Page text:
It has been judicially noted that “[t]he Court must avoid excessive rigidity when applying the law in the Internet context because emerging technologies require a flexible approach.” Edina Realty Inc. v., D. Minn., No. 04-4371, March 20, 2006, citing Brookfield Commc’ns, Inc. v. W. Coast Entm’t Corp., 174 F.3d 1036, 1054 (9th Cir. 1999) (4 ECLR 384, May 5, 1999). Recently, conflicts involving one of the emerging Internet technologies, namely sponsored online key word advertising, have yielded, not only judicial flexibility, but also a fair amount of ambiguity in applying the laws of trademark infringement in Internet advertising contexts.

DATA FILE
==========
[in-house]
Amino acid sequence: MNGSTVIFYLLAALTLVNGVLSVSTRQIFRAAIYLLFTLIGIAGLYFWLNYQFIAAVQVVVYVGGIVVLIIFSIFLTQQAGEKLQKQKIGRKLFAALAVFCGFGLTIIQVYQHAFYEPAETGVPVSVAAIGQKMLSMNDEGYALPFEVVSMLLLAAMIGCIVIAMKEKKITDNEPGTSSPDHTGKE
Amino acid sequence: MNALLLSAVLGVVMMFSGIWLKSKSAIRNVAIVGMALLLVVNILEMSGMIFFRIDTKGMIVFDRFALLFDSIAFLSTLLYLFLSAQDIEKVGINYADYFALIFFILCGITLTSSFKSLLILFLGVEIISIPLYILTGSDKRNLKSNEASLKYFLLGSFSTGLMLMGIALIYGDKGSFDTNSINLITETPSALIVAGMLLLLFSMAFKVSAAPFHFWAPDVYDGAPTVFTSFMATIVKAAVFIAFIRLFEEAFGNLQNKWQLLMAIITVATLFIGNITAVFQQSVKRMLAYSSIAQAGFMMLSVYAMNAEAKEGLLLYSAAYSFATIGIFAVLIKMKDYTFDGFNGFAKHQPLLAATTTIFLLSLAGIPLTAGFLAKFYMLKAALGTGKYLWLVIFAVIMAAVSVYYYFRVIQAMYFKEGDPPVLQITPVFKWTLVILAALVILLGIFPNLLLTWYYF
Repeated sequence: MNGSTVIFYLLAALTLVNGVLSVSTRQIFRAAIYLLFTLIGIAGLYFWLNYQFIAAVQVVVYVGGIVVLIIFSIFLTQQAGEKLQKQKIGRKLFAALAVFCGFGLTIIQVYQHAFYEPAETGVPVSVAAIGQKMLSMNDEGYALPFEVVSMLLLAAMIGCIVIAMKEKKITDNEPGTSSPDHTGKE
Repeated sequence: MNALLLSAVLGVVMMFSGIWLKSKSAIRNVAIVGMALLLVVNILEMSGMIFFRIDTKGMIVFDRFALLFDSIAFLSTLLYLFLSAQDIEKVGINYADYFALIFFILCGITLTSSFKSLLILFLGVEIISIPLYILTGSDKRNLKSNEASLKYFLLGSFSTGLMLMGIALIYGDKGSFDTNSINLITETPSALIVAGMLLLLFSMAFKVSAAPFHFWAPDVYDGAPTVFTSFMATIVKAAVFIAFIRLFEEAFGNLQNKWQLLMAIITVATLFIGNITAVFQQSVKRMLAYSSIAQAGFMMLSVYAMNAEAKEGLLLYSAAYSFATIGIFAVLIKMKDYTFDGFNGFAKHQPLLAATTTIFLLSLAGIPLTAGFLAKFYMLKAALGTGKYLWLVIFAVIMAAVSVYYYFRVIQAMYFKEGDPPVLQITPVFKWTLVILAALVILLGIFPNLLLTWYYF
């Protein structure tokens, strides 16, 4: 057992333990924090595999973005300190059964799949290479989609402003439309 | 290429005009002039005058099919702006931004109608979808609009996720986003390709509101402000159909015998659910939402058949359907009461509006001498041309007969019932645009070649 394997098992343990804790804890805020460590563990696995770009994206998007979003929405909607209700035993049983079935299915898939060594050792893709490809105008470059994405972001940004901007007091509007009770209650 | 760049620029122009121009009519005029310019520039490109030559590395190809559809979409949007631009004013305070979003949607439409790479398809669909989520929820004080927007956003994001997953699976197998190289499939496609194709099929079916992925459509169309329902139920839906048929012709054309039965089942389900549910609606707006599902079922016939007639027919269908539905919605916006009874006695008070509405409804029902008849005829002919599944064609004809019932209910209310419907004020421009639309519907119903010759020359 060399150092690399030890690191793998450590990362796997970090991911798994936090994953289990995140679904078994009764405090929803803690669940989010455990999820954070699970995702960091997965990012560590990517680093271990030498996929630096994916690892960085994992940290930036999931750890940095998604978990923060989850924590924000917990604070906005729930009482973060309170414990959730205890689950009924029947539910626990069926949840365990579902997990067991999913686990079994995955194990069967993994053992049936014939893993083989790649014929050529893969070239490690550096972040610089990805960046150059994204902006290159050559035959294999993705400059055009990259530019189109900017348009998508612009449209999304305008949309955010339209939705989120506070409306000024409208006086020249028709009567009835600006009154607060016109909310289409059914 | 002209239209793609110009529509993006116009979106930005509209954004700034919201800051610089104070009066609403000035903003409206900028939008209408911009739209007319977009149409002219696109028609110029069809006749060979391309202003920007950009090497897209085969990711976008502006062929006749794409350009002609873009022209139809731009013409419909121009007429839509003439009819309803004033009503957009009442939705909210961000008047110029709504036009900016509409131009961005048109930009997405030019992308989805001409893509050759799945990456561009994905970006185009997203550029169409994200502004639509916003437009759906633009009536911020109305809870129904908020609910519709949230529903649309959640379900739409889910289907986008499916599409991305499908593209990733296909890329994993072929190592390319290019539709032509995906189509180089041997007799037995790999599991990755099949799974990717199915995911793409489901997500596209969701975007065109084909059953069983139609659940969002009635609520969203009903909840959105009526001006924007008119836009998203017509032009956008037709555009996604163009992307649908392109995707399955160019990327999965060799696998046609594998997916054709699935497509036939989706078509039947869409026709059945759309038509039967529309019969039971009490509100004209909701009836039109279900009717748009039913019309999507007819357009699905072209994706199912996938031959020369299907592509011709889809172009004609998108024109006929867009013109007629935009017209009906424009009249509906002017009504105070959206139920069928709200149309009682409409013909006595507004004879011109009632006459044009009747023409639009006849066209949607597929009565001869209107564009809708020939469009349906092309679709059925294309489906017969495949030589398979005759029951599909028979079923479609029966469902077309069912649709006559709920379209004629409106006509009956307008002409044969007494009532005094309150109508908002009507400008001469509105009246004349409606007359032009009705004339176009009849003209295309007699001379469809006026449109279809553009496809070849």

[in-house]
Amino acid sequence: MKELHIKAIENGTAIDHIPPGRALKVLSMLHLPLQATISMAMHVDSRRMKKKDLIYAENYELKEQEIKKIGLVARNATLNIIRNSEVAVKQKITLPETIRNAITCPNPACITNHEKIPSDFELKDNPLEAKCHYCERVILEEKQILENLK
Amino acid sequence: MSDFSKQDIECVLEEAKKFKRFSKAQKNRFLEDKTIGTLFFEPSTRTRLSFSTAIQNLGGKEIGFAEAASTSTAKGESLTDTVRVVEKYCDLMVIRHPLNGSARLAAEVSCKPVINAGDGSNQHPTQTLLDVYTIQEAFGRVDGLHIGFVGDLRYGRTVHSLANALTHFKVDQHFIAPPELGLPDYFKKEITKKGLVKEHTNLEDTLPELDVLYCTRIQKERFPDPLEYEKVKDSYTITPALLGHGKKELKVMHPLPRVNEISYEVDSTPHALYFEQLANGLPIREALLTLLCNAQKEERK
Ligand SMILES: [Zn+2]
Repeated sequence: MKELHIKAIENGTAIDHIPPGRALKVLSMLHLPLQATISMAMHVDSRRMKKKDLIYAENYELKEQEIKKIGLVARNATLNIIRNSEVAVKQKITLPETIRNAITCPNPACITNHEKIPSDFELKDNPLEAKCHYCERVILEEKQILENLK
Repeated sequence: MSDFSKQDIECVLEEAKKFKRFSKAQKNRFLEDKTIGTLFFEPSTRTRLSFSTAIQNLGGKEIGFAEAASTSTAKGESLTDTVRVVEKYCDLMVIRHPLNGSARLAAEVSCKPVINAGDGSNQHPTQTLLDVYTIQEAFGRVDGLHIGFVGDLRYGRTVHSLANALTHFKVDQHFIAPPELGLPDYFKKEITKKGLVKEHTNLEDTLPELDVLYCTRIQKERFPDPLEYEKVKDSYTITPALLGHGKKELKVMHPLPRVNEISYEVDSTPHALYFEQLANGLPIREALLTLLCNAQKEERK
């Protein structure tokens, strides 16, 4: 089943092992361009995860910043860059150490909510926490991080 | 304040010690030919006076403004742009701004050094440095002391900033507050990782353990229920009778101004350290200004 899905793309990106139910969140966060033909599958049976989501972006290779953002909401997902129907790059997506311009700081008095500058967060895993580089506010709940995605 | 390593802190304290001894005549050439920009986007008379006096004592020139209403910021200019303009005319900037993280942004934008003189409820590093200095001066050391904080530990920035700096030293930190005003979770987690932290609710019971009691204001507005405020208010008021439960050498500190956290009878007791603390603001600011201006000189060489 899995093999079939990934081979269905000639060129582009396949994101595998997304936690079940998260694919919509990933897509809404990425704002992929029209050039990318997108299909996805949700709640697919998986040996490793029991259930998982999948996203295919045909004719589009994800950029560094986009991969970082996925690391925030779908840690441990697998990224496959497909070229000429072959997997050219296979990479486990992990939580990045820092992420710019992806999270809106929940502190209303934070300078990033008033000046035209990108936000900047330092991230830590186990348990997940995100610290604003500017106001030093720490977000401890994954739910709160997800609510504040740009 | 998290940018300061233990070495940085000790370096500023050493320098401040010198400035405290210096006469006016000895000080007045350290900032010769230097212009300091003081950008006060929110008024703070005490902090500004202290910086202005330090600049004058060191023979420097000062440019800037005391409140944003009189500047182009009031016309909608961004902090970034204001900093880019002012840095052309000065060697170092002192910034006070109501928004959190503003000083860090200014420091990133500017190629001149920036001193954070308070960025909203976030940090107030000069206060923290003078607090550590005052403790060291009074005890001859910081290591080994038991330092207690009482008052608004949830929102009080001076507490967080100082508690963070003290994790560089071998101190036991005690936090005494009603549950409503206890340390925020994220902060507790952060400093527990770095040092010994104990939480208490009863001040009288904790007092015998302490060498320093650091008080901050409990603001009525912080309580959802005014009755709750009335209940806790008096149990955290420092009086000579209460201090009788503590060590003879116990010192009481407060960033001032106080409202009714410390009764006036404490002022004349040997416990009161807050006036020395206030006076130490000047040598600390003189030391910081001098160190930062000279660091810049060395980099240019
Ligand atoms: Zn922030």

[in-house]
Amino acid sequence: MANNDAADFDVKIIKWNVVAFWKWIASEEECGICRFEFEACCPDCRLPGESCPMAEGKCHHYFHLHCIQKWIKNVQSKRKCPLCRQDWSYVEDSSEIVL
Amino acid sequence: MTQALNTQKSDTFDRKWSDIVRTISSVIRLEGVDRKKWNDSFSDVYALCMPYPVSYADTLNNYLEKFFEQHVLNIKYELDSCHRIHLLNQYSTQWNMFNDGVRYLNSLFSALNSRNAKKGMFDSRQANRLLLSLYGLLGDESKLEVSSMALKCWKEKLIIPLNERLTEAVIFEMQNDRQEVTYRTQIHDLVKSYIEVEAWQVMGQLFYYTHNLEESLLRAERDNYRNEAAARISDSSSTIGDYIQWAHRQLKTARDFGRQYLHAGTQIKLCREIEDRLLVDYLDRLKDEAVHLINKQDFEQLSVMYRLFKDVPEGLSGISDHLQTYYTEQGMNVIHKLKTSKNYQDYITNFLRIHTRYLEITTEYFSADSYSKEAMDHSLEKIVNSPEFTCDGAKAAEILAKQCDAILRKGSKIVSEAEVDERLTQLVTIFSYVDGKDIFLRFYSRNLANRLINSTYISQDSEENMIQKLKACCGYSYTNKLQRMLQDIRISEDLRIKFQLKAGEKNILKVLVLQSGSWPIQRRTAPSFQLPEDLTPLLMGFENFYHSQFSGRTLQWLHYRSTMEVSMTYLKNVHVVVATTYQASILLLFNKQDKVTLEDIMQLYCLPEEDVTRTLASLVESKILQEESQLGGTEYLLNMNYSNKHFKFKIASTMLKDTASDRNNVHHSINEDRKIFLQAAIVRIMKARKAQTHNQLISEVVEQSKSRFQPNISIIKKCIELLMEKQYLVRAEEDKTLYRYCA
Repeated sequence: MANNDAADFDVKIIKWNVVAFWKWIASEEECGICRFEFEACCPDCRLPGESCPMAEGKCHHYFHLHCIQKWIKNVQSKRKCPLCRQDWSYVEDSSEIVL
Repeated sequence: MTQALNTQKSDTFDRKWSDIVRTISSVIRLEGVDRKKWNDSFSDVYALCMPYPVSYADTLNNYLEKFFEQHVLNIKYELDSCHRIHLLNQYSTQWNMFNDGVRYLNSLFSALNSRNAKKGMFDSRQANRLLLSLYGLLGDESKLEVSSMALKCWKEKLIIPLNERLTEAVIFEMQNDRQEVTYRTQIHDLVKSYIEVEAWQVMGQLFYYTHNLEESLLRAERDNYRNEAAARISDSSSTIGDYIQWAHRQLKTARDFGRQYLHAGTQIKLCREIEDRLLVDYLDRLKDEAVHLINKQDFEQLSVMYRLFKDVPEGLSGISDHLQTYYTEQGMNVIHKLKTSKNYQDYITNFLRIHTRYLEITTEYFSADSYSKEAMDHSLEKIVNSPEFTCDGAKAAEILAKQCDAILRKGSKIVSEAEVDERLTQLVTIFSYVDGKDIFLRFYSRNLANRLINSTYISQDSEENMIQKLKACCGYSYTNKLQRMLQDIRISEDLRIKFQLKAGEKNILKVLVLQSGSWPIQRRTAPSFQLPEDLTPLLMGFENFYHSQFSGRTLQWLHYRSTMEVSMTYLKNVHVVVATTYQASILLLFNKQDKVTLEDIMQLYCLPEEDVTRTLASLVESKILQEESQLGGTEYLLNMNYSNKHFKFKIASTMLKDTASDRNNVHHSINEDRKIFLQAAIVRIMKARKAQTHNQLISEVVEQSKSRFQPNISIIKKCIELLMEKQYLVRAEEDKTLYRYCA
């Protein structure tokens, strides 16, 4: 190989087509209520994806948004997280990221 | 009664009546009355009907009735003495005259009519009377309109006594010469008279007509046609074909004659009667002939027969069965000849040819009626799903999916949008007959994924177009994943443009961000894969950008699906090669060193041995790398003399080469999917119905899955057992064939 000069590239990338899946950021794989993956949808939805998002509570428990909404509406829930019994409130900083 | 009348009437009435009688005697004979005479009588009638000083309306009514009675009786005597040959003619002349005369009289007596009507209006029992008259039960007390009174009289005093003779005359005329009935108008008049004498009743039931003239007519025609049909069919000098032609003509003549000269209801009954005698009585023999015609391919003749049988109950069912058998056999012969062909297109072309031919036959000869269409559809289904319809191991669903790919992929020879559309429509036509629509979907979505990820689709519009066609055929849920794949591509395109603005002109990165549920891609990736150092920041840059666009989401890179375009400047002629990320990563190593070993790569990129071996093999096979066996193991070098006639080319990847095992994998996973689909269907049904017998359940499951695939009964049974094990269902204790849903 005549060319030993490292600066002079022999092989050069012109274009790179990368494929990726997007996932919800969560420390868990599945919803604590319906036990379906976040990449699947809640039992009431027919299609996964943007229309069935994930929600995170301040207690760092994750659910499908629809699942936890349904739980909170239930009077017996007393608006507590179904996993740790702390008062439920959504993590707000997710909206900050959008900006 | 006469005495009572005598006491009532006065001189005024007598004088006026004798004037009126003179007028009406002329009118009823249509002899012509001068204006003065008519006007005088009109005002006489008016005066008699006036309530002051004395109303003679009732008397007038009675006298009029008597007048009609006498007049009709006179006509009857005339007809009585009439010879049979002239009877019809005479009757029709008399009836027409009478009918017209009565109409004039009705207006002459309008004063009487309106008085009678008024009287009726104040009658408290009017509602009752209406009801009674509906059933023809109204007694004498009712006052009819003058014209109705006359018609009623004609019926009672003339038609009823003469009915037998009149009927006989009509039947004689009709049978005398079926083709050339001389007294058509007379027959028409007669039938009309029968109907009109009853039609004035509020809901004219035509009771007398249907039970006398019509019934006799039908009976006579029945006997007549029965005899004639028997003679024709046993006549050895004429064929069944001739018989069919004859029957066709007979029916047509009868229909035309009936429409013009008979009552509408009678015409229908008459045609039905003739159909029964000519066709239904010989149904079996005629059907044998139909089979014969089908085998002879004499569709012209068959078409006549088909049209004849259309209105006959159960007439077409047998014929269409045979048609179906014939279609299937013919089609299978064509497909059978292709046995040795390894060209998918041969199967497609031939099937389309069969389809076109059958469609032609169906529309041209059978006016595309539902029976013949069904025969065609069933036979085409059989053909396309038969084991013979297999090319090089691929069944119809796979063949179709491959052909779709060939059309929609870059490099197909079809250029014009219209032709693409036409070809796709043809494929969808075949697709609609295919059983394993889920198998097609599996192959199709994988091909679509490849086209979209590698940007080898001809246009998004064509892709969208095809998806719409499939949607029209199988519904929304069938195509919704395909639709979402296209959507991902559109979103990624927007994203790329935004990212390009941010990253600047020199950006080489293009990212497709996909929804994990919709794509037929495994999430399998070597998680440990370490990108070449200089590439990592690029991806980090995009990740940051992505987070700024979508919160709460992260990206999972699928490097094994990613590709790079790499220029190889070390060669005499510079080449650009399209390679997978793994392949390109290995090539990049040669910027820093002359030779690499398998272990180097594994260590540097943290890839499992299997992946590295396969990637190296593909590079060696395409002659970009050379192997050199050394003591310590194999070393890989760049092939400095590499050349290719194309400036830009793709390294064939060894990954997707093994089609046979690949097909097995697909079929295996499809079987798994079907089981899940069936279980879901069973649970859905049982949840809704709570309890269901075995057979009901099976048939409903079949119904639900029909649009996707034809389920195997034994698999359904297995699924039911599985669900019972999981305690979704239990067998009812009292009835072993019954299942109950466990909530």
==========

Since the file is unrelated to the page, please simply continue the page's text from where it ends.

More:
Two recent federal district court decisions on the issue — Edina Realty v., D. Minn., No. 04-4371, March 20, 2006; and Merck & Co. Inc. v. Mediplan Health Consulting Inc. d/b/a, S.D.N.Y., No. 05 Civ 36550, March 30, 2006 — illustrate the current legal muddle in their diametrically opposite conclusions on the threshold question at the heart of each analysis: Does the purchase and use of key word search terms constitute “use” of a trademark under the Lanham Act?

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